Some of the best learning happens when you read stories about real people and real companies. Read them for ideas, for lessons, and inspiration. This week’s stories and strategies from real life are about Amgen, Wells Fargo, Belk, Keurig, and The Sauce King.
“When Amgen launched an effort to transform its performance in 2013, the company braced for a rough ride. Most people, after all, view transformation as corporate code for layoffs and cost cutting—a way for management to impose its will on the organization. Decisions tend to come down from on high with little real input from below. Sometimes the change is good, but it is always disruptive and unsettling. The whole process tends to be a massive energy burn. In Amgen’s case, it didn’t turn out that way”
“Banks today are seeing their businesses disrupted by fintech – startups offering mobile payments, loans, virtual currencies and the like. To compete with digital startups and meet the heightened expectations of customers who want 24/7 access, engagement and security, Wells Fargo is actively bridging the gap between its cyber and physical operations. Jamie Moldafsky, the bank’s chief marketing officer, spoke about the company’s digital efforts”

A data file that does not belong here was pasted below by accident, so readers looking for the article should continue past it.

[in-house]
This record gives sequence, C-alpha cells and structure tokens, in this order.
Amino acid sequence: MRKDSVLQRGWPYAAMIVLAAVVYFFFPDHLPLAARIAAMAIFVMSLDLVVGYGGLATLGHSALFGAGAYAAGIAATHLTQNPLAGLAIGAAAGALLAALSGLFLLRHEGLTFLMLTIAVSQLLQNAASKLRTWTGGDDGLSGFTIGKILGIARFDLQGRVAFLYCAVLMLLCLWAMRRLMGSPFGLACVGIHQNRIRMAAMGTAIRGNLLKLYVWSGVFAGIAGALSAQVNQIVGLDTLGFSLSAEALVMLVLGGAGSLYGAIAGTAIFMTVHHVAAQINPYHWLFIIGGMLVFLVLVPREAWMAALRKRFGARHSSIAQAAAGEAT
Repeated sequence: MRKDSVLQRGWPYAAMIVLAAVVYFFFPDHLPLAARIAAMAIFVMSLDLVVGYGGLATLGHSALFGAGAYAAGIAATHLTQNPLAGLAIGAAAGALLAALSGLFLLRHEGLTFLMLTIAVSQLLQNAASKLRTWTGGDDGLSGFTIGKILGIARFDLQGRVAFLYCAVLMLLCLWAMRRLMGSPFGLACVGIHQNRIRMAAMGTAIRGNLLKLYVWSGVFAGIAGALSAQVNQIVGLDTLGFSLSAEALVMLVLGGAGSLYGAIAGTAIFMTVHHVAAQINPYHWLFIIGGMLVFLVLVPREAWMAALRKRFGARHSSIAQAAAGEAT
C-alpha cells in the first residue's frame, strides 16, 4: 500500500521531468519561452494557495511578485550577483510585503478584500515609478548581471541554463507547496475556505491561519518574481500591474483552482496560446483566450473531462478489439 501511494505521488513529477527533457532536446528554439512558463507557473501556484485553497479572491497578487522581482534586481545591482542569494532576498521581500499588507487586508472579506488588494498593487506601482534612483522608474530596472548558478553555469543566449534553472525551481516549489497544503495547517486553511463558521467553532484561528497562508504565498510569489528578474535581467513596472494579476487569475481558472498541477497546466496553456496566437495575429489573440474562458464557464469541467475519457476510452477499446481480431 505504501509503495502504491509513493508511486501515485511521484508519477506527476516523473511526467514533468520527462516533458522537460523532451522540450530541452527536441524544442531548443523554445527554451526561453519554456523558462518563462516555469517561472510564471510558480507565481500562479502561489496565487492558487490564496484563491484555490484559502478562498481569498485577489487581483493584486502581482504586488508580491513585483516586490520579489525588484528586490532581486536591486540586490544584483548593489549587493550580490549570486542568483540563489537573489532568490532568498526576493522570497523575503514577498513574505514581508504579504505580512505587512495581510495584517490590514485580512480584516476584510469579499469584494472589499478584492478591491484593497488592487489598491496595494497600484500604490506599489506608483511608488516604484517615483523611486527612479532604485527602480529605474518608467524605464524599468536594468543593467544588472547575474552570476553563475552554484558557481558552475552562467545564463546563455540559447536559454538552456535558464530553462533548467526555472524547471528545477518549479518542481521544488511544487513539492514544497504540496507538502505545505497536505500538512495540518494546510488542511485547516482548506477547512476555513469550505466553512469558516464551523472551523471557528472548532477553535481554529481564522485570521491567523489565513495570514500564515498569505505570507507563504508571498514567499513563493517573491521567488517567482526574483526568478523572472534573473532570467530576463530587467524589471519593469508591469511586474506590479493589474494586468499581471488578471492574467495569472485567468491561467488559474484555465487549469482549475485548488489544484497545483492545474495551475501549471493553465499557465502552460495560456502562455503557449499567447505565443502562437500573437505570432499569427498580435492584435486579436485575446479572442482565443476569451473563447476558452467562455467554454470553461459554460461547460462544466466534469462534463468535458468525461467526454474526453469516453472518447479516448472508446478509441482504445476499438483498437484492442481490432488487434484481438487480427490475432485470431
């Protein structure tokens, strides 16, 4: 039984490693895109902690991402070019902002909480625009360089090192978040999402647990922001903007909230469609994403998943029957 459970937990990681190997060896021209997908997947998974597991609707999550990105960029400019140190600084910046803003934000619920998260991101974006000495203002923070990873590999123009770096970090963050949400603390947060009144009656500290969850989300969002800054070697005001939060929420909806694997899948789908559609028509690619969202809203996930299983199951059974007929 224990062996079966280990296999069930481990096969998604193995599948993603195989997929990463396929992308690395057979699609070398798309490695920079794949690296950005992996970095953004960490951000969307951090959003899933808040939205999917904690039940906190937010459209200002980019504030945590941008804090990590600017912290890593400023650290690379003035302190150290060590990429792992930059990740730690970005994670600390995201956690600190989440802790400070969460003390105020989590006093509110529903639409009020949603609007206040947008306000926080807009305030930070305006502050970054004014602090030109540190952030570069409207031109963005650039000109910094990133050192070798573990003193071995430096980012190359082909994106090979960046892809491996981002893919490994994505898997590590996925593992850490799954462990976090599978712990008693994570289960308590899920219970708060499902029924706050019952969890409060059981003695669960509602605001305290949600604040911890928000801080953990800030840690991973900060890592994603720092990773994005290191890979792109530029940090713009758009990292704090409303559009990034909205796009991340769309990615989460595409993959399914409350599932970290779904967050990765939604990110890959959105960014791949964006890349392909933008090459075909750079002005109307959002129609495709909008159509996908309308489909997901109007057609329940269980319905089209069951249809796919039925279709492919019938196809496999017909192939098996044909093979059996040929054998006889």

From Katherine Peralta: Belk CEO Tim Belk to retire, ending 128 years with family member at the helm
“Tim Belk, CEO of the Charlotte-based retail chain that bears his name, is retiring in July – ending 128 years of day-to-day family leadership of a company that grew from a shop in Monroe to the biggest department store chain in America.”
“Continuously reinventing your organization doesn’t mean you have to start from scratch with each new innovation. Exploring new opportunities is an incremental process that begins with sensitivity to changes in the broader environment. These changes, often unclear and barely perceptible, foreshadow new trends in human behavior, technology, and demographics. Futurists call them ‘weak signals.'”
“The grocery shopper was given one Saturday afternoon assignment by his spouse: Bring home the ingredients needed to make a spaghetti dinner. His cart fills up with the basics, including pasta sauce, onions, garlic cloves, mushrooms, noodles, Parmesan cheese and ground beef. As he prepares to leave the meat department, the shopper encounters a card table that was set up moments earlier by Dennis Elert. On the table is a cup full of tiny plastic spoons and a bowl full of red pasta sauce. The shopper samples the sauce. ‘It’s the best sauce you’ll find. It’s made right here in Wisconsin,’ Elert says to the shopper, who promptly replaces the store brand pasta sauce in his cart with a jar of Elert’s sauce.”